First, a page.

Sprout: Augmented Reality Mobile App

What if you could plan and maintain a vegetable garden using your mobile phone?

Sprout is a mobile app concept that uses augmented reality to allow users to plan and maintain their vegetable gardens. Our vision for this project was to provide more opportunities for people living in urban environments to start vegetable gardens to fit their own lifestyle and needs. This vision was a result of primary and secondary research, the former of which I conducted via interviews with existing gardeners I knew. Through this research, we defined our strategy: create a virtual world that can be replicated or mirrored in the real world.

Based on our research and vision, we started off by developing our user “happy path” and personas. From there, we conducted a feature brainstorm session. This involved filling a large amount of Post-It notes with any possible idea that came to mind, then grouping those ideas into various categories, which we synthesized down to three core features to build the app around. These features would comprise the MVP, and not only incentivize users, but provide them with the tools to plan and maintain their gardens in a fun and unique way, that’s built around a community. All additional features were saved for our product roadmap.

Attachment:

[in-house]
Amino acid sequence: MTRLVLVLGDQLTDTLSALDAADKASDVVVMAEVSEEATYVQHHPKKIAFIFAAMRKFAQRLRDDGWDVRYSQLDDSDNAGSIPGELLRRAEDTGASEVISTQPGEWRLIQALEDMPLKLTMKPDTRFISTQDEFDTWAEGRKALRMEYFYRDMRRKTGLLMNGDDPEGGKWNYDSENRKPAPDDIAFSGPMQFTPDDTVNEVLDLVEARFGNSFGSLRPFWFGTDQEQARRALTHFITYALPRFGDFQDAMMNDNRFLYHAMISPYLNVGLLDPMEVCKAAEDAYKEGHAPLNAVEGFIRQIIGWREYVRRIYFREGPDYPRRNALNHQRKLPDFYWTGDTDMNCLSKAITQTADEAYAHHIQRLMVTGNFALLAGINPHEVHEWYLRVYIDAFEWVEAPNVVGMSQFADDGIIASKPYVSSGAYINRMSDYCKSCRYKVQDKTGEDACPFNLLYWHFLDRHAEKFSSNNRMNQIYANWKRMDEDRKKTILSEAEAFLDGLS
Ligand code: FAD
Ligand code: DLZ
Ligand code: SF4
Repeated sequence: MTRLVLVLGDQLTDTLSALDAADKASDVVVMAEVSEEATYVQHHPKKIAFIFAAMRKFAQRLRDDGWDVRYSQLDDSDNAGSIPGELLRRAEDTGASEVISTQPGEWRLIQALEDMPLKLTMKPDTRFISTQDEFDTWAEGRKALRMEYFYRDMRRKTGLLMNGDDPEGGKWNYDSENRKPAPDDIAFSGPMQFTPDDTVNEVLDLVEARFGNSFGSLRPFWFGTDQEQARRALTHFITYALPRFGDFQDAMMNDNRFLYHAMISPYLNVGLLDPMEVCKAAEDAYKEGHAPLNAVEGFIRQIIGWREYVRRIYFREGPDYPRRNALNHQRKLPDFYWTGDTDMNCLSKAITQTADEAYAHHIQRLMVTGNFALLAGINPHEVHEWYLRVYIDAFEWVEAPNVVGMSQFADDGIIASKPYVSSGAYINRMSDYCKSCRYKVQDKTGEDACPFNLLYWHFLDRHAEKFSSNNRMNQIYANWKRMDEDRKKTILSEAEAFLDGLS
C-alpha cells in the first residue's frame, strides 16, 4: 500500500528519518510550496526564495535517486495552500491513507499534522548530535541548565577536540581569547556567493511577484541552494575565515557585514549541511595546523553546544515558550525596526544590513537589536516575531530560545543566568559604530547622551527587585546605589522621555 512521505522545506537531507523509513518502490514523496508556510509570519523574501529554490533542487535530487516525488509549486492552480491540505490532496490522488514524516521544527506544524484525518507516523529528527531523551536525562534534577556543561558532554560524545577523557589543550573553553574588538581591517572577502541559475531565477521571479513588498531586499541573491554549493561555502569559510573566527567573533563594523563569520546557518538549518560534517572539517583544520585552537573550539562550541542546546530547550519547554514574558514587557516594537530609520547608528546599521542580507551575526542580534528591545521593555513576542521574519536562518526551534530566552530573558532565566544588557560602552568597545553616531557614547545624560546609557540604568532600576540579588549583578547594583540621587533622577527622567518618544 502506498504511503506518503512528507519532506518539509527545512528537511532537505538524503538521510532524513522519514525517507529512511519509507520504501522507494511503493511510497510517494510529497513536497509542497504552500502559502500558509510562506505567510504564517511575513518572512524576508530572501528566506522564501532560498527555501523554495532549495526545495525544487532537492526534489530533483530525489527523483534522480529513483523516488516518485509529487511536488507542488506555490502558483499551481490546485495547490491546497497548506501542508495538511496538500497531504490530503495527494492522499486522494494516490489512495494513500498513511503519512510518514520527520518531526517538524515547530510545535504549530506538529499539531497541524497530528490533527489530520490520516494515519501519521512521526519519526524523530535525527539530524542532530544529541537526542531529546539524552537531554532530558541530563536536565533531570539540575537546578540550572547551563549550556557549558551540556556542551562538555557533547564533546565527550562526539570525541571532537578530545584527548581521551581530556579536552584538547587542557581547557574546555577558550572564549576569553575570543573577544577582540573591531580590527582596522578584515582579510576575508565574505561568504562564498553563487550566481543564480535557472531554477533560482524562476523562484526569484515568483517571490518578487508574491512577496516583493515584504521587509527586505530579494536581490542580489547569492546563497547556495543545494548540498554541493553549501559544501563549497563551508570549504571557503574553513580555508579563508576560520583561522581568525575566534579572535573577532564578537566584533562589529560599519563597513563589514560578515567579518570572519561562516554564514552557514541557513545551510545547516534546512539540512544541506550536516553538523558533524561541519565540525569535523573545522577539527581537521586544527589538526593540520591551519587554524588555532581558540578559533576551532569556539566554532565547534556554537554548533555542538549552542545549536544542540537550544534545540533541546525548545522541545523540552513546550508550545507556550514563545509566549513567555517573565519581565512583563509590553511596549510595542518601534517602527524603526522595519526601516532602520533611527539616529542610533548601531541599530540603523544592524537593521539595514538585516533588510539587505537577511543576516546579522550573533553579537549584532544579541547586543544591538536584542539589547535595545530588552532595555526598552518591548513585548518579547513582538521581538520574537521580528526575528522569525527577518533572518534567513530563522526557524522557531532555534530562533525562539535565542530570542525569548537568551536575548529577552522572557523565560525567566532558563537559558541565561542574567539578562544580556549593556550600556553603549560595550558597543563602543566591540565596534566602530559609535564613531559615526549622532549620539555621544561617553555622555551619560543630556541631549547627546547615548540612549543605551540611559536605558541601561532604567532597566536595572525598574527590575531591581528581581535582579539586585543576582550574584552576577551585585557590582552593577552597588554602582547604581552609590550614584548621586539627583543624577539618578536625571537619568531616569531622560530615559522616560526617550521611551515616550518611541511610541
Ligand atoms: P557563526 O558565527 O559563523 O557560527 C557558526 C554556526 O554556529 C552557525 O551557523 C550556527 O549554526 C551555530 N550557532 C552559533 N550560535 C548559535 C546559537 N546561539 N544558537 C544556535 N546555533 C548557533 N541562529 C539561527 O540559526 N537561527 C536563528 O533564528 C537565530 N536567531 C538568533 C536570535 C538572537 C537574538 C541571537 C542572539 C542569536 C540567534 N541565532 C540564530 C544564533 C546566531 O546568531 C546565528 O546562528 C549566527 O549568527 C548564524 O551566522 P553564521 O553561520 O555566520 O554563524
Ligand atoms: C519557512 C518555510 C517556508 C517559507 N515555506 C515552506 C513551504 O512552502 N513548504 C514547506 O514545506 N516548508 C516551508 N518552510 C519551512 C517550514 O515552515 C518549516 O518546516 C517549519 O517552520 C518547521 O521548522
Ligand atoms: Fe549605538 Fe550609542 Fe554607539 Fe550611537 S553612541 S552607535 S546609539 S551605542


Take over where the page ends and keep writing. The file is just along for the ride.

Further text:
For our MVP, we wanted to focus on the augmented reality feature, which would be the most important, and build in gamification and social sharing features to incentivize users.

One of the biggest challenges we encountered was in the initial sketching phase. We’d all set out to sketch our own ideas based on the vision and features, but then had to determine which was the best approach. This took several sessions of deliberation and debate to narrow down all of our ideas. To further narrow our options, we ran some user tests.

Some of the initial sketches exploring returning users checking on their gardens, a “seed locker” concept to store and manage different seeds you hope to plant, and the augmented reality feature.

For my own user testing, I used an app called Prototyping on Paper. My main concern was the augmented reality feature, because I wanted to make sure this would make sense to users. Fortunately, I found that majority of the participants in the test immediately understood what was happening, without requiring any guidance.

After gathering all the feedback from our paper prototypes, we moved onto creating higher fidelity wireframes and, finally, the user interface.

Since this was my first interactive project, it was extremely invaluable going through the full process from research and ideation, all the way through implementation. Each stage of the process revealed something new to our team that we used to build on and refine our product. One of the major takeaways was not to fall in love with the first idea, and when all else fails, test.

My Role

This project was completed by myself and five others; however, we all participated in each phase of the process except for the hi-fidelity wireframes and UI, which was done by one person. The work you see here is mine alone, except for the final phase (UI).

Methods

  • Primary research
  • Secondary research
  • User journey
  • Feature brainstorm
  • Personas
  • Wireframing
  • Prototyping
  • User testing

Tools

  • Prototyping On Paper